Now it’s development which is maybe not in the traditional sense of international development because the UK is a wealthy economy, it’s actually financially it’s not the financial development which is necessarily needed as much in this context as societal development in certain ways.

And those are really interesting. I mean, the obvious case of that is of course related to climate and the efforts to have net zero and things like this. These are developmental goals which are societal goals where we’re trying to develop our society in ways which will make it more sustainable, which will make it we hope, more economical.

I mean, the evidence for that is growing, but the development focus isn’t purely economic. And that’s really interesting and really important. And that’s what I mean by development here, that it’s development in all those senses, how we want our societies to develop.

[00:24:54] Lucie: And that’s very much what IDEMS is about, how we want society to develop, I guess.

[00:25:01] David: Yes, it’s innovations in development, and that’s the meaning of it in that context. And so to come back to this idea of looking at principles and thinking about this GUIDE framework versus the SMART framework for goals. I want to repeat, it’s not that one is better than the other or worse, it’s that they serve different purposes.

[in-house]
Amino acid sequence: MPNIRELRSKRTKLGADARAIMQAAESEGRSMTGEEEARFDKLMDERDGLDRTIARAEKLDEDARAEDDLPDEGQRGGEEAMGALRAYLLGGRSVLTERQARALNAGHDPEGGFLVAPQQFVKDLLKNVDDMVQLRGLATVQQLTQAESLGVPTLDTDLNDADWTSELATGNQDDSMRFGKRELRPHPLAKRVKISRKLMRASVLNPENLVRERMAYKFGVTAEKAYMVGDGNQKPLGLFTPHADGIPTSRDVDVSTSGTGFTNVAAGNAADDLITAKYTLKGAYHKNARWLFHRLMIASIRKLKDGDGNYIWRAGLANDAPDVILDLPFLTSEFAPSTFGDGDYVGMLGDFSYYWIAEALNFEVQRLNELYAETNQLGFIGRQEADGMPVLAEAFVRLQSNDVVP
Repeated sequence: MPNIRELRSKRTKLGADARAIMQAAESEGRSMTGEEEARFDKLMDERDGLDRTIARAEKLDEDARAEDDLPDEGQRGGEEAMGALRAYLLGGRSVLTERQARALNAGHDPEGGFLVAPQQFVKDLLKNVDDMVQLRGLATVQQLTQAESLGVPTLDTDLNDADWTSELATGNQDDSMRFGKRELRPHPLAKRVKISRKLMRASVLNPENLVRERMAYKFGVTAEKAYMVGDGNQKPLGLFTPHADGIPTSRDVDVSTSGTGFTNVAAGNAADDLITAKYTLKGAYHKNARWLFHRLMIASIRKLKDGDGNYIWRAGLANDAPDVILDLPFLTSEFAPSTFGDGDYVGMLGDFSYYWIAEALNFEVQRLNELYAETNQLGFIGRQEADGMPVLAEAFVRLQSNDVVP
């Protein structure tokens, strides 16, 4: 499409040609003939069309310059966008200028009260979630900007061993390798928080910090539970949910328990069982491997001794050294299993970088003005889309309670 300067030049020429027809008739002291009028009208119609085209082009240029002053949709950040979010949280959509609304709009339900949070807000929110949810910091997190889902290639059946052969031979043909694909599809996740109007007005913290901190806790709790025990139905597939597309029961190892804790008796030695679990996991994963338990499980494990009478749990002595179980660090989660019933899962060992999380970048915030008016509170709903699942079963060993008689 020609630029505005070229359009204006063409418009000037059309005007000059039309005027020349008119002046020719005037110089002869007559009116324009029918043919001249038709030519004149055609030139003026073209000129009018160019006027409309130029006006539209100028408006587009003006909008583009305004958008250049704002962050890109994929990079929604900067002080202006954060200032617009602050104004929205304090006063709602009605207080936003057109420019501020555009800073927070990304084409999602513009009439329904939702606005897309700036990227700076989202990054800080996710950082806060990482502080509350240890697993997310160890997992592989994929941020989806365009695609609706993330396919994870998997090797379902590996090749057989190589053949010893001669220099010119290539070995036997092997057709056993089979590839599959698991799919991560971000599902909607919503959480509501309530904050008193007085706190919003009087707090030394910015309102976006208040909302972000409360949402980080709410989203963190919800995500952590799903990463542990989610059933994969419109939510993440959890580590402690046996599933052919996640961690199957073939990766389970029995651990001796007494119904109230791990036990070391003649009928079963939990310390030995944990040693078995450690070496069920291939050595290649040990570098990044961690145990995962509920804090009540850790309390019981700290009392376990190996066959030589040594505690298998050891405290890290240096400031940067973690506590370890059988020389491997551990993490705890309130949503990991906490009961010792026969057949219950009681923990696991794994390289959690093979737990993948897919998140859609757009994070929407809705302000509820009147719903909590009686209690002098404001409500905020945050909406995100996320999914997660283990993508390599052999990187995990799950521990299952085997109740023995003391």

One is for aspiration, the other is for practical, concrete time bound. They serve equivalent roles for their two contexts. So understanding what is it you’re wanting to do and why, and I wish quite often people would spend less time on SMART goals. Do you know why? Presumably you can guess.

[00:25:57] Lucie: To think more outside the box and be more flexible?

[00:26:01] David: Well in some sense, yes, because by focusing your efforts on SMART goals you’re losing the opportunism. Actually, if we were thinking more about principles and fitting within, we can seize the moment and seize opportunities, opportunity and opportunism in ways that it’s very hard to do if you’re focused on your SMART goals.

I think there’s a lot of time and effort put into SMART goals where I’m not saying SMART goals are bad, on the contrary there’s a lot of cases where they’re good. I’m saying they’re often used in cases where actually I would rather people weren’t thinking in such a time bound way, that I think they’re losing bigger picture opportunities because they’re not being guided towards what they want to do. They’re just focusing on what they said they would do, what they plan to do. And that’s the problem for me, with many projects that follow SMART approaches.

[00:27:03] Lucie: That’s really interesting.

[00:27:06] David: I’ve been around the block a bit on these and I do feel that I often come out very unsatisfied because so much time and effort gets put into the sort of SMART goals at the beginning and then actually all these amazing things come up but they just get lost and they get left behind because the structures have been set up about things which are SMART.

There are many contexts within which that is appropriate, but they are often used in, in my opinion, in contexts where they are not. And I wish more time was put into GUIDE-ing principles, GUIDE, as a framework. The idea of working on things which are more aspirational appeals to me. I think it’s what the world needs right now. We need a bit more of that ambition, that aspiration. This is what we can achieve. How do we get there? And so that’s why I’m so keen on principles.